Matildas players, officials and fans alike have shared their joy after Australia and New Zealand won the rights to host the 2023 FIFA Women’s World Cup.
There were exuberant scenes during the early hours of Friday morning as football fans and players across Australia and New Zealand learned they had secured the 2023 FIFA Women’s World Cup.
A small, socially distanced group of players and officials gathered at the Football Federation Australia’s headquarters in Sydney to watch the live-streamed announcement from Zurich, Switzerland.
“That process was so stressful, but I can’t believe it,” Matildas defender Steph Catley said.
“I’m so excited. I’m now starting to think about what it will be like to be a player at a home world cup, it is just surreal.”
“It’s giving me goosebumps.”
“The girls are going crazy, WhatsApp is going off!” Goalkeeper Lydia Williams told ABC News Breakfast.
“We’ve had to slog it out pretty tough over the last five or six years and to get this amazing result, I think, is just incredible, not only for women’s football and our team, but for football in Australia.”
“The fact that it’s so multicultural, there are so many different people that play the game, I think it’s just going to grow football in Australia and New Zealand to have the next generation coming through.”
Australia had previously made an unsuccessful bid to host the 2022 FIFA Men’s World Cup, losing to Qatar.
“For the first time in history, Australians and New Zealanders will be able to experience a global football tournament, right here on home soil,” Australian Prime Minister Scott Morrison tweeted.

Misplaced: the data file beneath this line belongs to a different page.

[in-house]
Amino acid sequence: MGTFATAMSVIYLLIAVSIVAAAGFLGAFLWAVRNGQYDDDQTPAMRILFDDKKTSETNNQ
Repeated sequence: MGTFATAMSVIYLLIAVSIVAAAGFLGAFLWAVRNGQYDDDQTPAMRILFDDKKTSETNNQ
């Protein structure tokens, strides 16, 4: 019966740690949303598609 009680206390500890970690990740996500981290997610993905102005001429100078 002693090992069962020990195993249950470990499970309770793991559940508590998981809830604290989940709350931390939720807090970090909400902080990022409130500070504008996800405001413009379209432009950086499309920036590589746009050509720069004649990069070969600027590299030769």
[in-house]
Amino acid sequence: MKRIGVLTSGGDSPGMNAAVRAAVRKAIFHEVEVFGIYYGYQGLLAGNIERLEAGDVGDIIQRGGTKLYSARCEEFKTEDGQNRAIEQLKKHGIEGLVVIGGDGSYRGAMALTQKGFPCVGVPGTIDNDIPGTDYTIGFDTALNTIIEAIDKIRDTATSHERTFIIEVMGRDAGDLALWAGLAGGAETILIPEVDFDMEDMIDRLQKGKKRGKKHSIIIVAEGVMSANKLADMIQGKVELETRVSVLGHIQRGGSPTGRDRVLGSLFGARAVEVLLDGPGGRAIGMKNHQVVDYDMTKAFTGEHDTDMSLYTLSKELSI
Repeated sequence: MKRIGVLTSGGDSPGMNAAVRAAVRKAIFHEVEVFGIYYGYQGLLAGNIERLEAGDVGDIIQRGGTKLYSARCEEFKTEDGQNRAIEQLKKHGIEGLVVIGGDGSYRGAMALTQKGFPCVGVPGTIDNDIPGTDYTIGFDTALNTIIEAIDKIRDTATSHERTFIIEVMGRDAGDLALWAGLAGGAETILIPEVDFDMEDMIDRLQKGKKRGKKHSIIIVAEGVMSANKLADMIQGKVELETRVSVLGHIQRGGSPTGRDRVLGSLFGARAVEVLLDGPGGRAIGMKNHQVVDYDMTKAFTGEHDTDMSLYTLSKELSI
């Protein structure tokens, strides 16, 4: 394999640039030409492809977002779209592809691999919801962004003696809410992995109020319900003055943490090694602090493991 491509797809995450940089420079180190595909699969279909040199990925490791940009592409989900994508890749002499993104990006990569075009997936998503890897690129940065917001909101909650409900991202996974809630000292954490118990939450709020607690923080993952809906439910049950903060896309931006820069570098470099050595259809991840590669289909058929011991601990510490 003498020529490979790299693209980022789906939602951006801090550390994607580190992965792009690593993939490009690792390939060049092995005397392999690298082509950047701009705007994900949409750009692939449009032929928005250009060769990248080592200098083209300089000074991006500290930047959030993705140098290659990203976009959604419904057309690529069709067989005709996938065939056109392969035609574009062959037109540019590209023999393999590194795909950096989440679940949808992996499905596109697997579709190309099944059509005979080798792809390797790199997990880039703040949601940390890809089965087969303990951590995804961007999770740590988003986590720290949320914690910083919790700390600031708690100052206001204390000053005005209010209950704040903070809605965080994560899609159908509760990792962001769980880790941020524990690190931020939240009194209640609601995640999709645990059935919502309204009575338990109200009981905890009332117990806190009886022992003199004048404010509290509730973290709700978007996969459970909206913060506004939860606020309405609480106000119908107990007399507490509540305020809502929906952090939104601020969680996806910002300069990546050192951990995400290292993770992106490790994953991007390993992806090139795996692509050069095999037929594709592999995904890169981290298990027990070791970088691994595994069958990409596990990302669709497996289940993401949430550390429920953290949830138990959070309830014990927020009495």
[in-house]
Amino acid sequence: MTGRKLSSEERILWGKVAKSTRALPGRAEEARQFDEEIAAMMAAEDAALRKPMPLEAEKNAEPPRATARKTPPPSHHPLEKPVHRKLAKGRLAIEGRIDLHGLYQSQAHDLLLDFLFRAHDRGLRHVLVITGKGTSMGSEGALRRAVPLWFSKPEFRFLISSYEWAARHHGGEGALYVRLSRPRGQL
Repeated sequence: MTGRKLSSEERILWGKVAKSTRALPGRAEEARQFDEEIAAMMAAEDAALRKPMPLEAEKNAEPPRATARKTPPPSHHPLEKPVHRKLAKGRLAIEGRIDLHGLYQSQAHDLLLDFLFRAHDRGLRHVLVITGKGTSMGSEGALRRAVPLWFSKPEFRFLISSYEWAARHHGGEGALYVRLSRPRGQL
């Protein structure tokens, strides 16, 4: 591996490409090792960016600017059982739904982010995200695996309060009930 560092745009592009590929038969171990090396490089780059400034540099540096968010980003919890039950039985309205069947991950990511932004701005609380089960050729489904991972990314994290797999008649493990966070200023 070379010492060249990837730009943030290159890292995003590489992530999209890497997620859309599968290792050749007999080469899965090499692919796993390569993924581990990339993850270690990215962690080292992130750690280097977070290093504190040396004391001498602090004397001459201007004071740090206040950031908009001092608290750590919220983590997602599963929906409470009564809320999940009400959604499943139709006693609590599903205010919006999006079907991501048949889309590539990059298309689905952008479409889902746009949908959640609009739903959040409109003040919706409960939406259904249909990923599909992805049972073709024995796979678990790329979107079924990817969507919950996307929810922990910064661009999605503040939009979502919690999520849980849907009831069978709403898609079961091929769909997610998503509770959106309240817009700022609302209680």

Across the Tasman, New Zealand Football Ferns players Erin Nayler, Hanna Wilkinson and Annalie Longo could barely contain their excitement as they watched the announcement.
“It was a long wait,” Ms Wilkinson told TVNZ.
“All of this anticipation was filling the room.”
“The second he said it, I completely blacked out for a second. Honestly, it was just total joy.
“This is going to be absolutely amazing and I’m a bit speechless.”
“There will be millions watching this. It’s huge.”
New Zealand captain Ali Riley, currently based in the United States, tweeted an image of her reaction, raw emotion bringing tears to her eyes.
In a statement, NZ Prime Minister Jacinda Ardern described the upcoming event as a “historic tournament of firsts that will create a profound and enduring legacy for women’s football in the Asia-Pacific region and beyond”.
In addition to co-hosting the football tournament in 2023, New Zealand will also host the Women’s Rugby and Cricket World Cups in 2021.
“It presents an amazing opportunity for us to grow female participation, create new female leaders and further raise the visibility of women’s sport,” New Zealand sports minister Grant Robertson said.
“It’s quite incredible for women’s football in our region to secure the Women’s World Cup,” said Ros Moriarty, the chair of FFA’s Women’s Football Council.
“Asia’s definitely a developmental region for FIFA. There hasn’t been a women’s World Cup in this region or in the southern hemisphere so there’s new ground to be developed here.”